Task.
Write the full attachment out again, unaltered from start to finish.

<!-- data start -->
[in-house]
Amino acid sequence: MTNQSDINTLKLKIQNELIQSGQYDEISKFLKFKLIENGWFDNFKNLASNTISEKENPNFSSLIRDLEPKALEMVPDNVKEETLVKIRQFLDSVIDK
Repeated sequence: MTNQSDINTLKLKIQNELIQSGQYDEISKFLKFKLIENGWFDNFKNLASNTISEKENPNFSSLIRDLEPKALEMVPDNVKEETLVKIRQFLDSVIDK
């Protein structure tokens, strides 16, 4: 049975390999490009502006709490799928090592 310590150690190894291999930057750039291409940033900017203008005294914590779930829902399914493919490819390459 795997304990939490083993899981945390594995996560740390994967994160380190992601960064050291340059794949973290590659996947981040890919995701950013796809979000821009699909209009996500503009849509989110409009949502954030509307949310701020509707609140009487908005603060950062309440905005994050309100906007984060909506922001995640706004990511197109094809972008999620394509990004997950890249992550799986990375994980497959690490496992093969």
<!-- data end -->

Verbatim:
[in-house]
Amino acid sequence: MTNQSDINTLKLKIQNELIQSGQYDEISKFLKFKLIENGWFDNFKNLASNTISEKENPNFSSLIRDLEPKALEMVPDNVKEETLVKIRQFLDSVIDK
Repeated sequence: MTNQSDINTLKLKIQNELIQSGQYDEISKFLKFKLIENGWFDNFKNLASNTISEKENPNFSSLIRDLEPKALEMVPDNVKEETLVKIRQFLDSVIDK
């Protein structure tokens, strides 16, 4: 049975390999490009502006709490799928090592 310590150690190894291999930057750039291409940033900017203008005294914590779930829902399914493919490819390459 795997304990939490083993899981945390594995996560740390994967994160380190992601960064050291340059794949973290590659996947981040890919995701950013796809979000821009699909209009996500503009849509989110409009949502954030509307949310701020509707609140009487908005603060950062309440905005994050309100906007984060909506922001995640706004990511197109094809972008999620394509990004997950890249992550799986990375994980497959690490496992093969």